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Facebook Begins Labeling News, Ads From State-Controlled Media

By Donna Fuscaldo – Jun 4, 2020 at 4:27PM

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Facebook will begin implementing some policy changes after facing backlash.

Facebook (META -1.69%) is following through with its vow of a few months ago, announcing it will begin labeling state-controlled media outlets that post on its platform. 

In a blog post, the social media giant, which has faced backlash from employees for refusing to remove inflammatory posts from President Trump regarding the murder of George Floyd in police custody and the ensuing protests, said labels will begin appearing as of Wednesday.

A stack of newspapers with a chain around them.

IMAGE SOURCE: GETTY IMAGES.

Facebook isn't removing state-controlled news, but by labeling it, which Facebook says better equips users to understand who is behind the news. The company said it will also label ads from state-controlled media later this summer. "We're providing greater transparency into these publishers because they combine the influence of a media organization with the strategic backing of a state, and we believe people should know if the news they read is coming from a publication that may be under the influence of a government," Facebook wrote.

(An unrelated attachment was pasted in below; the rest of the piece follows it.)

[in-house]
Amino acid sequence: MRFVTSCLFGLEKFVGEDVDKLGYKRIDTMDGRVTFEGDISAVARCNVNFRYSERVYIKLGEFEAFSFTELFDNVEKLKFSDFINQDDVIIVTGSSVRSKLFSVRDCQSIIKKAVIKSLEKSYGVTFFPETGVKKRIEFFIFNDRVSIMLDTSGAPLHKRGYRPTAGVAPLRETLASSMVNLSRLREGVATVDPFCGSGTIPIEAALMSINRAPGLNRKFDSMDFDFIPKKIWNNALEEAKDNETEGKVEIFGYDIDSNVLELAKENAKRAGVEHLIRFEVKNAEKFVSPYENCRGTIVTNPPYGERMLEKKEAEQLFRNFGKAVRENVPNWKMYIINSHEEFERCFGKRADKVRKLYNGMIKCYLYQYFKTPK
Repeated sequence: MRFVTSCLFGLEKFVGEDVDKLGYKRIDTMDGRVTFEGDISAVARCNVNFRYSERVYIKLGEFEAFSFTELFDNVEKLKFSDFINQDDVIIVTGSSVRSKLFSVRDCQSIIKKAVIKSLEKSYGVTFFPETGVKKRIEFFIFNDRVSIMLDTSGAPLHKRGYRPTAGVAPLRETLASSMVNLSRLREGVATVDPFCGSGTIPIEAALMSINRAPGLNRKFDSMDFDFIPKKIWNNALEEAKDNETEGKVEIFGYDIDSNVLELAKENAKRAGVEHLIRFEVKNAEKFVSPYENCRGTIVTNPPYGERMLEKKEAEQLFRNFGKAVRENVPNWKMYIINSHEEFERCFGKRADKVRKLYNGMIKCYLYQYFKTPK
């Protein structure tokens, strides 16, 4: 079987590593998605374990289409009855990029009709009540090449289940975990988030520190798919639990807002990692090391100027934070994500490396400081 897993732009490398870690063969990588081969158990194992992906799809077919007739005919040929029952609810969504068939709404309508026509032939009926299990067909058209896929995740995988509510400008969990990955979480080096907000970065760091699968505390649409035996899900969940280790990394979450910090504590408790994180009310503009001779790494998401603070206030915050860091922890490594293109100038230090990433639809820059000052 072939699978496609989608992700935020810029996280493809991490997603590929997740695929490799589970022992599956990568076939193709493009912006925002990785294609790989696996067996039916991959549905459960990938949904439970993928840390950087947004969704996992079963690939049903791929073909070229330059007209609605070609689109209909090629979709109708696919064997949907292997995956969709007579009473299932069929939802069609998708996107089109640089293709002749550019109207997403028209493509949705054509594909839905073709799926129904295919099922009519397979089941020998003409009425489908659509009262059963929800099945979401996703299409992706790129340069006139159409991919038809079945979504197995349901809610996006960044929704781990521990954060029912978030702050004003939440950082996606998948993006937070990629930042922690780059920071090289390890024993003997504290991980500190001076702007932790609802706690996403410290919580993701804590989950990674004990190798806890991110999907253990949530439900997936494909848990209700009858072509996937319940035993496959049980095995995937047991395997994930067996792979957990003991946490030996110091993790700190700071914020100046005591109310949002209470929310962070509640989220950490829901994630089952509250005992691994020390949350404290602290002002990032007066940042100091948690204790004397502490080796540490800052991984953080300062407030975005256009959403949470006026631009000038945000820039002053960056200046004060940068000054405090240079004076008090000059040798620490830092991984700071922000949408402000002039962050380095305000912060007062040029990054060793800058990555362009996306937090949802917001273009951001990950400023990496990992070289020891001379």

The tech stock said it consulted with more than 65 experts around the globe that focus on media, governance, and human rights, to develop the criteria for receiving a label. Facebook will look beyond ownership structure to include mission statements, editorial guidelines, information about the newsroom and its staff, source of funding and revenue, and governance and accountability policies in place. "We know that governments continue to use funding mechanisms to control media, but this alone doesn't tell the full story. That's why our definition of state-controlled media extends beyond just assessing financial control or ownership and includes an assessment of editorial control exerted by a government," wrote Facebook. 

Facebook's move comes as the U.S. heads into what is expected to be a polarizing election in November made worse by the COVID-19 pandemic and widespread unrest. The social media giant faced intense criticism for allowing fake news to proliferate on its platform during the run-up to the 2016 election and says it's working to prevent a repeat. The labels may be met with skepticism given it has long refused to remove political ads even if they are filled with lies.

Randi Zuckerberg, a former director of market development and spokeswoman for Facebook and sister to its CEO, Mark Zuckerberg, is a member of The Motley Fool's board of directors. Donna Fuscaldo has no position in any of the stocks mentioned. The Motley Fool owns shares of and recommends Facebook. The Motley Fool has a disclosure policy.

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